A Financial Industry Regulatory Authority (FINRA) announcement dated June 4, 2012, stated that a hearing panel ruled in favor of claimants against Brookstone Securities of Lakeland, Florida, along with one of its brokers, Christopher Kline, and its owner and CEO, Antony Tuberville. Brookstone, Kline and Tuberville apparently made fraudulent sales of CMOs, or collateralized mortgage obligations, to elderly, retired and unsophisticated investors. Brookstone was fined $1 million in addition to an order of restitution payment of more than $1.6 million to customers. Of that amount, $1,179,500 was imposed jointly with Kline and the remaining $440,600 was imposed jointly with Tuberville. Securities arbitration lawyers say Kline and Tuberville were also barred by the panel from working again in the securities industry. In addition, David Locy, former chief compliance officer of Brookstone, was barred from acting in any principal or supervisory capacity. Locy was also fined $25,000 and was barred for two years from acting in any capacity.
According to the panel’s findings, from July 2005 through July 2007, Kline and Tuberville made intentional fraudulent misrepresentations and omissions regarding the risks associated with CMOs. The affected customers were all retired investors seeking an alternative to equity investments that was safer. Despite the fact that the negative effects that increasing interest rates were having on the CMOs by 2005 were evident to Kline and Tuberville, they failed to explain these conditions to their customers. The clients were instead led to believe that the CMOs were “government-guaranteed bonds” that would generate 10 to 15 percent returns and preserve capital.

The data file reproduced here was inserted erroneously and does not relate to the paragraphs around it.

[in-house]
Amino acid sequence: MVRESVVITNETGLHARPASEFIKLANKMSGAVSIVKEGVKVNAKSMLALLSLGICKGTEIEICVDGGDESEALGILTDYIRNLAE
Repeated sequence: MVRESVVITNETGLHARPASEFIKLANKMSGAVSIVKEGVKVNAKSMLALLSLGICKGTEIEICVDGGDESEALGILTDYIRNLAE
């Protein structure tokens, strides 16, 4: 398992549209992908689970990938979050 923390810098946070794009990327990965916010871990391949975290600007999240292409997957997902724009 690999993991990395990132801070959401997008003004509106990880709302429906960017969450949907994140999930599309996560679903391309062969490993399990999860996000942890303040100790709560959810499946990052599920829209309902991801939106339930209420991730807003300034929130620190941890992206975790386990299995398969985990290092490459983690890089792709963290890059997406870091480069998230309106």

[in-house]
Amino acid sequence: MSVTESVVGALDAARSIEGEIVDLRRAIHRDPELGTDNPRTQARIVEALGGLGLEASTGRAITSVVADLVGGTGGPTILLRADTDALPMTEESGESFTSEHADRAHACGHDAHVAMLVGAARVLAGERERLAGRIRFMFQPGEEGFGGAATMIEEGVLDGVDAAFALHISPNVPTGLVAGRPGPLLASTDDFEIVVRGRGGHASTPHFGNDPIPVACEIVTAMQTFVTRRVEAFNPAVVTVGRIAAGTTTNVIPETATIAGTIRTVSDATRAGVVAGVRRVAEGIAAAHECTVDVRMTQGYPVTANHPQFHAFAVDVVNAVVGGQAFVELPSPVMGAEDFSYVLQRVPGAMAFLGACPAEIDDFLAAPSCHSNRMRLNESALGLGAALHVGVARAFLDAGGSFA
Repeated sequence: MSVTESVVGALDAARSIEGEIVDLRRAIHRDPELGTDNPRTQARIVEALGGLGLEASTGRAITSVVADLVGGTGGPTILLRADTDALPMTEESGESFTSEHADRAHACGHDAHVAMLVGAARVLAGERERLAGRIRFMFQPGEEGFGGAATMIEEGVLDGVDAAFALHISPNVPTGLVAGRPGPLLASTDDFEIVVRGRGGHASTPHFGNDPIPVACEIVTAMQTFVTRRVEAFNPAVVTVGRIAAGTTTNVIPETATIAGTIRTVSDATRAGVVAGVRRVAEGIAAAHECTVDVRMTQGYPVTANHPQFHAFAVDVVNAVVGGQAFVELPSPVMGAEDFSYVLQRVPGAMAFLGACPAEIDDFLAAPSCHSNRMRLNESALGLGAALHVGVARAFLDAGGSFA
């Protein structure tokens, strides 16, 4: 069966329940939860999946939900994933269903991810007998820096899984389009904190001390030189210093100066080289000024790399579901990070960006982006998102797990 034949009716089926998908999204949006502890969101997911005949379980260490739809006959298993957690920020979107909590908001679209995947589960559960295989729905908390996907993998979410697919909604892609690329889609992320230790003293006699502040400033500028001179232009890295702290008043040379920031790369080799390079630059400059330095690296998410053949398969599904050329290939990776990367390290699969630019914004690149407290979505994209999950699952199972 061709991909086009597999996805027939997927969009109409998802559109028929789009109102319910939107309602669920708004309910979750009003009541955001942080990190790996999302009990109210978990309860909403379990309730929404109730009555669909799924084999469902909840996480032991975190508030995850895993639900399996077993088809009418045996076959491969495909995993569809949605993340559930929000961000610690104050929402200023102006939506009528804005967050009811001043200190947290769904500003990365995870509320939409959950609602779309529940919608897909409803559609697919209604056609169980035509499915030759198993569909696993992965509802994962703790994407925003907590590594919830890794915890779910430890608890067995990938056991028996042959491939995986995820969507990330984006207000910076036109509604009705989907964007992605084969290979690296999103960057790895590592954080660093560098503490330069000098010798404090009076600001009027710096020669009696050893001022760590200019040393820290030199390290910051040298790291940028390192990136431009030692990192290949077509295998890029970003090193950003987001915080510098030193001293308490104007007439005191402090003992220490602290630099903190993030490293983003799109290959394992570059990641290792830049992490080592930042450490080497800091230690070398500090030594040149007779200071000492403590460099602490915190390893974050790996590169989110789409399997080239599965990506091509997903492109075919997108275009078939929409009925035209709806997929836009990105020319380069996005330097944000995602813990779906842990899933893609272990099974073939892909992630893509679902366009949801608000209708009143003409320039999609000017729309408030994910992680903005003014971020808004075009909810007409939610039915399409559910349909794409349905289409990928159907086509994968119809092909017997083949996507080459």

For a long time, investment fraud lawyers have been warning investors that retired and elderly investors are often the targets for investment fraud, and this was certainly the case here. Of the seven customers named in the original complaint, all were retired, elderly and/or unsophisticated investors. Furthermore, two were elderly widows who were convinced to put their retirement savings in the risky CMOs and then told that because they were “government-guaranteed bonds,” their money could not be lost. However, in total, the seven investors lost $1,620,100 while Brookstone racked up $492,500 in commissions.